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Maples martial arts club off to Montreal

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MEMBERS of the Maples Kyokushin Karate Club will be heading off to "la belle province" this weekend.

Twenty students from the West Kildonan martial arts club will be participating in a tournament in Montreal from May 16 to 19.

"After participating in many martial arts tournaments here in Manitoba, our students will have the opportunity to participate in the 2003 Matsushima Challenge in Montreal," says James Bobby, spokesman for the club, located at 1560 Main St. "This is a dream come true for the children of the club."

During their stay in Quebec, the students will also be given the opportunity to attend seminars with masters Shihan Roman of Montreal and Kancho Yoshikazu Matsushima of Japan.

"I am really looking forward to the tournament," says 10-year-old Candi Cook, who will be accompanied by her mother.

The Grade 5 student at Wolseley School trains at the club about four times per week, and says she enjoys it immensely.

"I love coming here and I do it for the fitness," says Cook.

Wilson Da Silva, 17, has been taking karate for the past two years and has his yellow belt. Like Cook, he is extremely proud to be able to attend the tournament in Quebec.

"Karate raises your self-esteem and level of respect for yourself and it prepares you for life because its so disciplined," says the Grade 12 student at Daniel McIntyre High School, who hopes to become a psychiatrist.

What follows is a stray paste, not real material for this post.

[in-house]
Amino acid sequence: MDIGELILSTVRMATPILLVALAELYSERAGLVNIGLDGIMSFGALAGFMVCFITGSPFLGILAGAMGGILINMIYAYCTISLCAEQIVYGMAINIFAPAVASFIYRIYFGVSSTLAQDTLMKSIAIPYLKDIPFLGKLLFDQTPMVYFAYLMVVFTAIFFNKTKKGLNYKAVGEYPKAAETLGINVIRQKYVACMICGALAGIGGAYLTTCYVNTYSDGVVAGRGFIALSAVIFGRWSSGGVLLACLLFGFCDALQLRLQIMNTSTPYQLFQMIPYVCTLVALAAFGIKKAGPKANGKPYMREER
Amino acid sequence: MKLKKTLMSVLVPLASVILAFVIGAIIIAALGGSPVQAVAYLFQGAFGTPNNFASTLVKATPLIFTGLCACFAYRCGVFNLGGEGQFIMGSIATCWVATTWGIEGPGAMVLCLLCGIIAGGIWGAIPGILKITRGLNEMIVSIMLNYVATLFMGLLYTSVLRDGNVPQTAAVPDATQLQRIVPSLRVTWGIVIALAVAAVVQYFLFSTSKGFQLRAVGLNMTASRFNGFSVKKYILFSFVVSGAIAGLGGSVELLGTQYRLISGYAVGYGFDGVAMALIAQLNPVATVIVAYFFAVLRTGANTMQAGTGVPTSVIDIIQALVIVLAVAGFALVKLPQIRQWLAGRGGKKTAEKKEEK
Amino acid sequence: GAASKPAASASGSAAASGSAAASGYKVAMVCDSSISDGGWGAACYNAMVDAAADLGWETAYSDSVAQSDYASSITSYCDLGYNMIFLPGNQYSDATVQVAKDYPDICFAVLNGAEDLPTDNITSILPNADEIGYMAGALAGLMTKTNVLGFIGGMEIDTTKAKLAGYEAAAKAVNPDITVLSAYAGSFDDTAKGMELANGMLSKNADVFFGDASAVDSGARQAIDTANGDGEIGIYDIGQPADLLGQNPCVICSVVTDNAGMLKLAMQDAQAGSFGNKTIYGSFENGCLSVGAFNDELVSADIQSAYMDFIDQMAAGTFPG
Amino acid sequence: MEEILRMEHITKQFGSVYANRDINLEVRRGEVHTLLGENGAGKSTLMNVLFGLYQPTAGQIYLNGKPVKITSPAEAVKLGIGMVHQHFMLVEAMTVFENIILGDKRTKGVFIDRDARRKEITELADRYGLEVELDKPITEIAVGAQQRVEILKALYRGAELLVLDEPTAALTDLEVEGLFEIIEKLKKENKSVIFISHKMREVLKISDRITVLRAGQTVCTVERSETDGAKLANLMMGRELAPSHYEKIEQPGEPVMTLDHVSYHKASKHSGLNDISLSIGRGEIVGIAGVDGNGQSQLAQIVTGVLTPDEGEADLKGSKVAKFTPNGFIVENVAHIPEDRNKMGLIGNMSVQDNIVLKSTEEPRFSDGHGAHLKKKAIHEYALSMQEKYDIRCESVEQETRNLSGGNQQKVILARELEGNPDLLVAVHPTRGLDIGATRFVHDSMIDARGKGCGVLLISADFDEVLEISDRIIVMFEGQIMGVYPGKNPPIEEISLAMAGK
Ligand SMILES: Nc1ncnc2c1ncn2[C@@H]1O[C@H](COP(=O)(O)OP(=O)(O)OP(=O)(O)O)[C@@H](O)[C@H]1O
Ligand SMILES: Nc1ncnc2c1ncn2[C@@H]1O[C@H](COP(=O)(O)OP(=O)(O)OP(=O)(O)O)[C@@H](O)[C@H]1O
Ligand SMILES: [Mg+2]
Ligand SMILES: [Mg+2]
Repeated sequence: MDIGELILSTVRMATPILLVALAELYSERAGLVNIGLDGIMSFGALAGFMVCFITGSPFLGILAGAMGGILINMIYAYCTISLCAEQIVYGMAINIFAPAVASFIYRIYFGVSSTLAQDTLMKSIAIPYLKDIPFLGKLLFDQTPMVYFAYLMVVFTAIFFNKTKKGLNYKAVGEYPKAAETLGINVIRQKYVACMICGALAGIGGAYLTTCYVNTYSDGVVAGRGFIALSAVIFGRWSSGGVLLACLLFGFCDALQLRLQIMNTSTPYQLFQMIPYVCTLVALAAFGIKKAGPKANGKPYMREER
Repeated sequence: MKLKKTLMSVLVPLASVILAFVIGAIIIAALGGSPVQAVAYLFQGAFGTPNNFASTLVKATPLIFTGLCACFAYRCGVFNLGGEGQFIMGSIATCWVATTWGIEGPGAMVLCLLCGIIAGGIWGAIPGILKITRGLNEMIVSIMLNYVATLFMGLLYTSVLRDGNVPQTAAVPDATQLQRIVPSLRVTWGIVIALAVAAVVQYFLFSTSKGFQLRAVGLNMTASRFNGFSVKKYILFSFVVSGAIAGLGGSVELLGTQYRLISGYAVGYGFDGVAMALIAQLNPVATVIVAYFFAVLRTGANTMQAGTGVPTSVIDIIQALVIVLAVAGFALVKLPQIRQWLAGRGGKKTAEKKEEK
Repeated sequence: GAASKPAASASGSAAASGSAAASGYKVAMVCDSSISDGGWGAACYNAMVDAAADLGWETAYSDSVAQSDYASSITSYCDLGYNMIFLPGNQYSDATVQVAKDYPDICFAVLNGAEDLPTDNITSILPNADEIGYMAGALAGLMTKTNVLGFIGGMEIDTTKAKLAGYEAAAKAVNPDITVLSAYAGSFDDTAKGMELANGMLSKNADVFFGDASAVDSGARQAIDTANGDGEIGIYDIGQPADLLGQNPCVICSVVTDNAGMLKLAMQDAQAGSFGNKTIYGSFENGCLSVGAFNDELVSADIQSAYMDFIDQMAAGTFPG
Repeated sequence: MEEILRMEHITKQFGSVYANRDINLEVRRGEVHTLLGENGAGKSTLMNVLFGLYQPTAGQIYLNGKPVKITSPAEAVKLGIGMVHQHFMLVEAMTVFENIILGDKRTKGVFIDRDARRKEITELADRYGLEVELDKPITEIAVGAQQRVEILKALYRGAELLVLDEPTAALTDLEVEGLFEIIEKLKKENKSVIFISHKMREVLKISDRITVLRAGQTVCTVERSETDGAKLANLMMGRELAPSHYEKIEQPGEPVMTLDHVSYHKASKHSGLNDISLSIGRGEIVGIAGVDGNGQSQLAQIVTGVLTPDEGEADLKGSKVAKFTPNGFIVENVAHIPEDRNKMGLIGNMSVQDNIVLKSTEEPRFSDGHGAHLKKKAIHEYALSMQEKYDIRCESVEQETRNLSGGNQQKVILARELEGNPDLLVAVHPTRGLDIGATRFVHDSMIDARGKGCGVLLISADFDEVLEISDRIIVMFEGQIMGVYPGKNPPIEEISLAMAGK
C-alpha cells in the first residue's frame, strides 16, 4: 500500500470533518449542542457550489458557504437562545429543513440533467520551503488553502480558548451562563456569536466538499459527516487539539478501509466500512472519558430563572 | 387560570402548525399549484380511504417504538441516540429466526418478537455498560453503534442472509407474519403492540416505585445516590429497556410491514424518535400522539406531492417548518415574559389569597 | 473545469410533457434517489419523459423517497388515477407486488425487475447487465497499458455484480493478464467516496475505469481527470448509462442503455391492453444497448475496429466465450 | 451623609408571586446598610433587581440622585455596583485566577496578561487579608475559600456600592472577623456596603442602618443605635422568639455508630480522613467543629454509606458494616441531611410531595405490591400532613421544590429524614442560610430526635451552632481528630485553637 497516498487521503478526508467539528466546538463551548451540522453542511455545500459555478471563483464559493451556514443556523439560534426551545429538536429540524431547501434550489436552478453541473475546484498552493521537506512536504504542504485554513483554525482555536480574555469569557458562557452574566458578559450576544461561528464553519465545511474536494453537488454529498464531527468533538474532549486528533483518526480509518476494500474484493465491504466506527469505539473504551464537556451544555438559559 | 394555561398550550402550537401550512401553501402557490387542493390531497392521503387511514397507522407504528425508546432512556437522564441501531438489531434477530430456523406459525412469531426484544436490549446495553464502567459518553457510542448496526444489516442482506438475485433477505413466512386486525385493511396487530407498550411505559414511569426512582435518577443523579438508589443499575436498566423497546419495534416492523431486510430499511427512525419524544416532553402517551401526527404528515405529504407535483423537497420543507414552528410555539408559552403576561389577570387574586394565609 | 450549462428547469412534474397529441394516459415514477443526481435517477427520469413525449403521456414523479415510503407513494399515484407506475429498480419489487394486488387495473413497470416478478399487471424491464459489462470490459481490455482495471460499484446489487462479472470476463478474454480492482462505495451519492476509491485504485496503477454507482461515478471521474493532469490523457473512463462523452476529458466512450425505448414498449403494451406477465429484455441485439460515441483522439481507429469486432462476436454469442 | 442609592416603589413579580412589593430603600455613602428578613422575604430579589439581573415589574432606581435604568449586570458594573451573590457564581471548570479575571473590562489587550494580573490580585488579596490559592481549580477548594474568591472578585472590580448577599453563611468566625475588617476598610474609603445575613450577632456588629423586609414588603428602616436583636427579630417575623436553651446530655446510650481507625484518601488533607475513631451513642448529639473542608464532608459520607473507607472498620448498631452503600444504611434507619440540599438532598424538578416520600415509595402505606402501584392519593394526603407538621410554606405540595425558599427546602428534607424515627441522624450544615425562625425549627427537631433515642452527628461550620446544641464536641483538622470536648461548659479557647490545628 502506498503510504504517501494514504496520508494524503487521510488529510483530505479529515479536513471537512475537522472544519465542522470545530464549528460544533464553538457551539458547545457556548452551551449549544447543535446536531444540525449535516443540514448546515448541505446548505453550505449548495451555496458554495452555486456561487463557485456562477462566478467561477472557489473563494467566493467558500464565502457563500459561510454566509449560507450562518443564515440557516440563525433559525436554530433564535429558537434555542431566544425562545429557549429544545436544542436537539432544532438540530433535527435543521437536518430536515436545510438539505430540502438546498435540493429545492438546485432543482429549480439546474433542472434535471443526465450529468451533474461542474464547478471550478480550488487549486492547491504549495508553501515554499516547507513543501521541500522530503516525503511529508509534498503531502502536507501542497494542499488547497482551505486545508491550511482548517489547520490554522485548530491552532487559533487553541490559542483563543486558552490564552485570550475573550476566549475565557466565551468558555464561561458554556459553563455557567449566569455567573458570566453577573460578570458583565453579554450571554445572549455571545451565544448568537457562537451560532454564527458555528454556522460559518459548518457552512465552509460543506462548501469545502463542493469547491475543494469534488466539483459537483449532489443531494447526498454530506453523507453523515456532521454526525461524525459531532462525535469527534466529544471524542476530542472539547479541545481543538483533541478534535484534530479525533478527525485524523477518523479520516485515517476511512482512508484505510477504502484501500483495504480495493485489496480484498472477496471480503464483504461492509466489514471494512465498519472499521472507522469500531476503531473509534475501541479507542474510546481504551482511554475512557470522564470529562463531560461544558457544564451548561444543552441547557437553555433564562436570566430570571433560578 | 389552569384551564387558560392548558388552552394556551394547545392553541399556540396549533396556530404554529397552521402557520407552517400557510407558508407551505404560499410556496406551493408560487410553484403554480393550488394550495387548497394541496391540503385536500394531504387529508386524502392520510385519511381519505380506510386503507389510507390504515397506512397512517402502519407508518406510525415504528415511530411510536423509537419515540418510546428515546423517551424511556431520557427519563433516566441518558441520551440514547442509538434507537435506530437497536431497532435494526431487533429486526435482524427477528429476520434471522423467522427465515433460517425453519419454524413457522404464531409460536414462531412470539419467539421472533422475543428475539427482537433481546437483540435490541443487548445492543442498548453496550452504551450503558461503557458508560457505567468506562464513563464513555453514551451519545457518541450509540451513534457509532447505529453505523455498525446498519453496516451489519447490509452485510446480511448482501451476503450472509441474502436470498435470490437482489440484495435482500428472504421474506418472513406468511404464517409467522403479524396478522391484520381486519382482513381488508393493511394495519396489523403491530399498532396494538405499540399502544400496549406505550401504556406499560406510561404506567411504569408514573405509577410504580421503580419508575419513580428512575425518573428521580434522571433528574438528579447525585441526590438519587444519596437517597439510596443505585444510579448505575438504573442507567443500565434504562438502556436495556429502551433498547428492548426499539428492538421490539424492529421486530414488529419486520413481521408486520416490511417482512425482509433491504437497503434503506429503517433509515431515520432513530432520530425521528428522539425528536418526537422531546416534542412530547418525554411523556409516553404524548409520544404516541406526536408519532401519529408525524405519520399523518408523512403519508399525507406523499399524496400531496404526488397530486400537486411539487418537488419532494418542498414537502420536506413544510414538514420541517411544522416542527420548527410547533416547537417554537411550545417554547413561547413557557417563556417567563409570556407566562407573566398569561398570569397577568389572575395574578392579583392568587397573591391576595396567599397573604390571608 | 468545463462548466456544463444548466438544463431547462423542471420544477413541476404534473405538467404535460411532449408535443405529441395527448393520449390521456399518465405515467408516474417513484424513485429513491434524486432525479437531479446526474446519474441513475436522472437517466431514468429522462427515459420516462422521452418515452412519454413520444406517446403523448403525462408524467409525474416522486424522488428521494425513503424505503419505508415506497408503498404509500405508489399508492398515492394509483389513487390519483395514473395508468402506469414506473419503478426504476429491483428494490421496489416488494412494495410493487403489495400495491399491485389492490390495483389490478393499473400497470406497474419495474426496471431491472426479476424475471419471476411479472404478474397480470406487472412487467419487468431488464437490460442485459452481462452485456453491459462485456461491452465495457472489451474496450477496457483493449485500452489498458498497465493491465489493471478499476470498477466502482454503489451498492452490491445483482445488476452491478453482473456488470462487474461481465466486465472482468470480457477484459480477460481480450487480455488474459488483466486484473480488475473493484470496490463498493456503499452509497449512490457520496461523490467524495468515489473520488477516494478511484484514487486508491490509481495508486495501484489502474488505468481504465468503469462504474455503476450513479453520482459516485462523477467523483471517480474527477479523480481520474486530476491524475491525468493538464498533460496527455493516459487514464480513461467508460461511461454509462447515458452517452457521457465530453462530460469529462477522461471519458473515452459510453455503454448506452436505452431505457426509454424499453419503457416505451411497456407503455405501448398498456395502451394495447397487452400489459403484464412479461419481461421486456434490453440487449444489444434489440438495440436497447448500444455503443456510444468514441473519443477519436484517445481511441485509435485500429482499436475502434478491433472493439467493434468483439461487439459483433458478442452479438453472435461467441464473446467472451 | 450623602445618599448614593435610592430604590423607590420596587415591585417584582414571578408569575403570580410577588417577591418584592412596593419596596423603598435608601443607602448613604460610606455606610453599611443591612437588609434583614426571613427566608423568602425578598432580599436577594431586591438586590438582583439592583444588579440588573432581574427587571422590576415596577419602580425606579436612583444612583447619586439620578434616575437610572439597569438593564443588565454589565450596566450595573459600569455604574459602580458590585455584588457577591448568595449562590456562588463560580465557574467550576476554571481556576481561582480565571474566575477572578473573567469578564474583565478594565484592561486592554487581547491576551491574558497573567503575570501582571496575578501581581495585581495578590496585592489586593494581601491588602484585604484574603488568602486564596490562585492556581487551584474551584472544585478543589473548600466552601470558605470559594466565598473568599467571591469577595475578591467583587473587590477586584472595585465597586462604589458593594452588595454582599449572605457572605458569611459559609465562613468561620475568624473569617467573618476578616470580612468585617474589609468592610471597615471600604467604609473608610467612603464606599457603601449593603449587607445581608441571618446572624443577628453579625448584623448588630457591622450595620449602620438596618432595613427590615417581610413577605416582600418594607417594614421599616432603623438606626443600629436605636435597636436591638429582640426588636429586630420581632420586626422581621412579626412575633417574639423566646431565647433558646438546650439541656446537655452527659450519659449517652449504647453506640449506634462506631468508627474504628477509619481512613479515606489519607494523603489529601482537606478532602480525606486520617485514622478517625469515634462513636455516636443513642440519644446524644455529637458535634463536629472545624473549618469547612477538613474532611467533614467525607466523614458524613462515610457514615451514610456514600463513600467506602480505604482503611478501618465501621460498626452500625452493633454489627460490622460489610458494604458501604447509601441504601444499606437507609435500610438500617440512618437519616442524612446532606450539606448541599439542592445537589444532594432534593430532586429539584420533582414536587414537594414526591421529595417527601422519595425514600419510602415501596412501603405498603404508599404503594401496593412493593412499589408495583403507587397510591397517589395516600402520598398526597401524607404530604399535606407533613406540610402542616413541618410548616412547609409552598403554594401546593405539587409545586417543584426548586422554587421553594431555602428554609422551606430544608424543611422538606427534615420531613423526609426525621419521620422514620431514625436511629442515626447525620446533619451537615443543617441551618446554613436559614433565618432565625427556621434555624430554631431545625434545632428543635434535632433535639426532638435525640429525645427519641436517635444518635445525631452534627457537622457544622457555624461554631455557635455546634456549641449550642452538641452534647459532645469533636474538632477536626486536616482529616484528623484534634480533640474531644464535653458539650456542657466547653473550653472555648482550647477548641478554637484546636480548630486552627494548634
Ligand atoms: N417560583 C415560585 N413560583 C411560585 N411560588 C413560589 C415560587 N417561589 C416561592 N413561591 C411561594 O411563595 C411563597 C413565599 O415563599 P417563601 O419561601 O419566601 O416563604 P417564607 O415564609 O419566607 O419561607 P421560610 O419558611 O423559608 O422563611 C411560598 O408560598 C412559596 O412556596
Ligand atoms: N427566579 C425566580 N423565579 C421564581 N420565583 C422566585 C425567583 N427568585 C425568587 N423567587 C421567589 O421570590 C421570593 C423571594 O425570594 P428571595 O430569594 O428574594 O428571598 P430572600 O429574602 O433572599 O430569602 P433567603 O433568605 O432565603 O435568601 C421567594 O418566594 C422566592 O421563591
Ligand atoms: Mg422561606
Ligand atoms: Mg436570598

Leo Anisceto, 11, says that he decided to take karate as a result of being the victim of an abduction attempt three years ago.

"A man tried to lure me into his van and I was very scared," says Anisceto.

The Grade 5 Holy Ghost School student says that karate instills a certain confidence in you and makes you feel less afraid and more competent that you can take care of yourself.

"I like the fitness and self-defence and it has raised my self-esteem quite a bit," says Anisceto

Maples Kyokushin Karate Club was founded three years ago by Mario Acuna, with the goal of teaching children confidence, discipline, self-defence and physical fitness.

"You can definitely see a change in students from the time they start to when they've been here for a while. Their confidence definitely increases," says Acuna.

He says that the Quebec tournament will be a great experience for all the students who are going. Some 200 competitors from clubs throught Canada and the U.S. are expected to participate.

"It will definitely be something they won't forget."

Bobby, who earlier had achieved a black belt in tae kwon do, says that his switch to karate was a natural progression.

"There are quite a few similarities between tae kwon do with respect to the patterns and blocks and the philosophy of respect and humility."

He says it was a little humbling to start at the very bottom again with a white belt in karate when he held a black belt in tae kwon do.

"But it's what you have to do. You have to work hard and earn your belt like everyone else," says Bobby, who will be competing in this weekend's tournament.

Bobby, who now has his blue belt in karate, says that he has gained immense confidence from the art of karate.

"I feel more confident in my physical abilities and fitness level, but I have gained a humility as well that goes along with the skills."


Republished from the Winnipeg Free Press print edition May 14, 2003 $sourceSection$sourcePage

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